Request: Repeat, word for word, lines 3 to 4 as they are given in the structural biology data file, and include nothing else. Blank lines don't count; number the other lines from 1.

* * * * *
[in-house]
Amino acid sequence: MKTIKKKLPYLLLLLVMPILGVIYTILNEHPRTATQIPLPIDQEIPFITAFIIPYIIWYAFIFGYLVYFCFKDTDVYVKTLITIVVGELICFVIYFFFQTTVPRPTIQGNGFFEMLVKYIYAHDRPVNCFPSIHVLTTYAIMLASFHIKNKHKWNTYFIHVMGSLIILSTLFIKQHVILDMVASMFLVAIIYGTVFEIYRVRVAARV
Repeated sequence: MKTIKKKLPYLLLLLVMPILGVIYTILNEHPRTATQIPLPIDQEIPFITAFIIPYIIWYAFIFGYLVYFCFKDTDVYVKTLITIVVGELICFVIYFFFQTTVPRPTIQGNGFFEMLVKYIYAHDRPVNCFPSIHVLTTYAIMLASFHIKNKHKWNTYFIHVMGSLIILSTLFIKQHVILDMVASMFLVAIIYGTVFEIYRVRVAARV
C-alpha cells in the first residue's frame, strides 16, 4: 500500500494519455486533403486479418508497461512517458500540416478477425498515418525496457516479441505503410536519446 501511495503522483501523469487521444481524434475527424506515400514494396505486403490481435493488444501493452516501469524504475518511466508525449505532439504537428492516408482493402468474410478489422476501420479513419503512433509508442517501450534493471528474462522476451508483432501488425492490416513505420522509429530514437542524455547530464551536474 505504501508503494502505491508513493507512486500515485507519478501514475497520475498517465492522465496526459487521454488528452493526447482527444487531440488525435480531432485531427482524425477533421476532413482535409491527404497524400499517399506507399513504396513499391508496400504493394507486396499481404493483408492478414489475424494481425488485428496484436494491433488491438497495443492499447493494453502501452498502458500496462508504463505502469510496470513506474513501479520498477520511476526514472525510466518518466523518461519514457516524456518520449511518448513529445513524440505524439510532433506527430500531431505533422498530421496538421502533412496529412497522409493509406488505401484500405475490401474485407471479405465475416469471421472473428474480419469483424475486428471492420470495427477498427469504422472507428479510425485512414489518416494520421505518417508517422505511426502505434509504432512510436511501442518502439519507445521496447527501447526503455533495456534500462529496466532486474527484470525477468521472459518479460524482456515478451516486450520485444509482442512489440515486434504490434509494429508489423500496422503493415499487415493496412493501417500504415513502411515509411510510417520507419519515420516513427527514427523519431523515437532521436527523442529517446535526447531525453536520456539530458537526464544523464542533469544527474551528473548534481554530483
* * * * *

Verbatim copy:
Repeated sequence: MKTIKKKLPYLLLLLVMPILGVIYTILNEHPRTATQIPLPIDQEIPFITAFIIPYIIWYAFIFGYLVYFCFKDTDVYVKTLITIVVGELICFVIYFFFQTTVPRPTIQGNGFFEMLVKYIYAHDRPVNCFPSIHVLTTYAIMLASFHIKNKHKWNTYFIHVMGSLIILSTLFIKQHVILDMVASMFLVAIIYGTVFEIYRVRVAARV
C-alpha cells in the first residue's frame, strides 16, 4: 500500500494519455486533403486479418508497461512517458500540416478477425498515418525496457516479441505503410536519446 501511495503522483501523469487521444481524434475527424506515400514494396505486403490481435493488444501493452516501469524504475518511466508525449505532439504537428492516408482493402468474410478489422476501420479513419503512433509508442517501450534493471528474462522476451508483432501488425492490416513505420522509429530514437542524455547530464551536474 505504501508503494502505491508513493507512486500515485507519478501514475497520475498517465492522465496526459487521454488528452493526447482527444487531440488525435480531432485531427482524425477533421476532413482535409491527404497524400499517399506507399513504396513499391508496400504493394507486396499481404493483408492478414489475424494481425488485428496484436494491433488491438497495443492499447493494453502501452498502458500496462508504463505502469510496470513506474513501479520498477520511476526514472525510466518518466523518461519514457516524456518520449511518448513529445513524440505524439510532433506527430500531431505533422498530421496538421502533412496529412497522409493509406488505401484500405475490401474485407471479405465475416469471421472473428474480419469483424475486428471492420470495427477498427469504422472507428479510425485512414489518416494520421505518417508517422505511426502505434509504432512510436511501442518502439519507445521496447527501447526503455533495456534500462529496466532486474527484470525477468521472459518479460524482456515478451516486450520485444509482442512489440515486434504490434509494429508489423500496422503493415499487415493496412493501417500504415513502411515509411510510417520507419519515420516513427527514427523519431523515437532521436527523442529517446535526447531525453536520456539530458537526464544523464542533469544527474551528473548534481554530483